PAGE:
Reform Jewish wedding, Conservative Jewish wedding or Orthodox Jewish wedding… they all have one thing in common — the personalized yarmulke. It’s impossible to go to a Jewish wedding and not receive a keepsake kippah with the bride and groom’s names imprinted on the inside along with the wedding date.Well, these personalized kippot have been fairly standard for a very long time. Some Jewish wedding couples choose to include the Hebrew date of the wedding along with the secular date and some couples have their names printed in Hebrew as well.For the first time I saw a couple include a hashtag on the inside of their wedding kippahs. Hashtags are used on social media sites such as Twitter and Facebook. Hashtags are a word or phrase preceded by a hash or pound sign (#) that are used to identify messages on a specific topic making it easy to search. Oftentimes at conventions, conferences, events and sports games a hashtag is recommended so users can follow the related posts.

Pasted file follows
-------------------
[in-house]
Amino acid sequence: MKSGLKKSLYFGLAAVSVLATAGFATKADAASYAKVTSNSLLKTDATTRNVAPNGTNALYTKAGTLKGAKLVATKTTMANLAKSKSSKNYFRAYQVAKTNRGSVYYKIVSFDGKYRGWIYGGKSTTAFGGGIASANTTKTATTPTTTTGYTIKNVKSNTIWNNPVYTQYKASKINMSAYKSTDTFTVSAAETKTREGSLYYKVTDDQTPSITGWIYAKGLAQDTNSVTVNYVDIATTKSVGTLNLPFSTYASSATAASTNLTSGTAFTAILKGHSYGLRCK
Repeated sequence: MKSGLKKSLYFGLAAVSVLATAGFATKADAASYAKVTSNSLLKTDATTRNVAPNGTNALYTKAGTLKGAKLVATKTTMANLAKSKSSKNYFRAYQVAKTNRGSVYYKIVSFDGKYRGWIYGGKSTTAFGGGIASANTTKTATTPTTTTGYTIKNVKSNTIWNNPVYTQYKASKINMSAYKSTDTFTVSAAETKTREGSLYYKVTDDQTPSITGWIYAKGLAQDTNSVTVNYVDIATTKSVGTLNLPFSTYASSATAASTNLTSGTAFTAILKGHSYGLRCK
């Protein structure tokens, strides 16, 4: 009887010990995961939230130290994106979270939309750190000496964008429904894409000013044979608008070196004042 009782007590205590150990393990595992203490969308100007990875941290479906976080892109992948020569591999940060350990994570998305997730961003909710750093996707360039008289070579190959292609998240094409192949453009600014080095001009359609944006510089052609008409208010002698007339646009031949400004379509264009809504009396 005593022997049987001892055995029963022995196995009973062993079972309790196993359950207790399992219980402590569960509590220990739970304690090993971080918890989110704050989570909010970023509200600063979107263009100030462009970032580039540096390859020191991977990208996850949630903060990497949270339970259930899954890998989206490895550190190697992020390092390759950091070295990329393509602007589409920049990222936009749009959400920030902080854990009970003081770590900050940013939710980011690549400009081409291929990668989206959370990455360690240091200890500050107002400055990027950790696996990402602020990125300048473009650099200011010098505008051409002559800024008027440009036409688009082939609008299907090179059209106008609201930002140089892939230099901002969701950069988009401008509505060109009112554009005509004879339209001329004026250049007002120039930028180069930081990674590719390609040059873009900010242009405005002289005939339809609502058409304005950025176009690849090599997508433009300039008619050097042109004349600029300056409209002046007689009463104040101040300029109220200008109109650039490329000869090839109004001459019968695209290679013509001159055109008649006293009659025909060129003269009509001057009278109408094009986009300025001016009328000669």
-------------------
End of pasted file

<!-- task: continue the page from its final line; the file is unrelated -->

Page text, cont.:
While I’ve seen wedding couples create a dedicated hashtag for their wedding, I’ve yet to see it publicized on the inside of the yarmulke. On Saturday evening, the former New York Times media reporter Brian Stelter and his bride Jamie Shupak were married at the Sheraton Society Hill in Philadelphia. According to the NY Times, Jamie Stelter is the morning traffic anchor in New York for NY1. Brian Stelter is now the senior news media correspondent for CNN and also the host of the Sunday morning CNN program “Reliable Sources”. He also wrote the book “Top of the Morning” about the cutthroat world of morning news programs.
I learned about the Stelters’ hashtag kippah from Katie Rosman, the Wall Street Journal technology reporter who also authored the book “If You Knew Suzy”.